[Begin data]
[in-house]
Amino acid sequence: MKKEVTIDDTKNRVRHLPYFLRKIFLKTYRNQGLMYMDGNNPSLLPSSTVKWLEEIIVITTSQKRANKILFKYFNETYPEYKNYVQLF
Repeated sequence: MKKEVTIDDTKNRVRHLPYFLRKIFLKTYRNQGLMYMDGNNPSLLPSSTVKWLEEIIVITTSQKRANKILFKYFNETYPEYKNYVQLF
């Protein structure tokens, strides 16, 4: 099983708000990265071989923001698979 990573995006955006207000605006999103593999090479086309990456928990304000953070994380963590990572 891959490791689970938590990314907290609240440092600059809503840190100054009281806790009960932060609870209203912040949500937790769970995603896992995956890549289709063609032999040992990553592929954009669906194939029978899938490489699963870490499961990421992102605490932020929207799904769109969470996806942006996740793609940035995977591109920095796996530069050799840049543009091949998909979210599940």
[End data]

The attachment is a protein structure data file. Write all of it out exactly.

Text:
[in-house]
Amino acid sequence: MKKEVTIDDTKNRVRHLPYFLRKIFLKTYRNQGLMYMDGNNPSLLPSSTVKWLEEIIVITTSQKRANKILFKYFNETYPEYKNYVQLF
Repeated sequence: MKKEVTIDDTKNRVRHLPYFLRKIFLKTYRNQGLMYMDGNNPSLLPSSTVKWLEEIIVITTSQKRANKILFKYFNETYPEYKNYVQLF
């Protein structure tokens, strides 16, 4: 099983708000990265071989923001698979 990573995006955006207000605006999103593999090479086309990456928990304000953070994380963590990572 891959490791689970938590990314907290609240440092600059809503840190100054009281806790009960932060609870209203912040949500937790769970995603896992995956890549289709063609032999040992990553592929954009669906194939029978899938490489699963870490499961990421992102605490932020929207799904769109969470996806942006996740793609940035995977591109920095796996530069050799840049543009091949998909979210599940």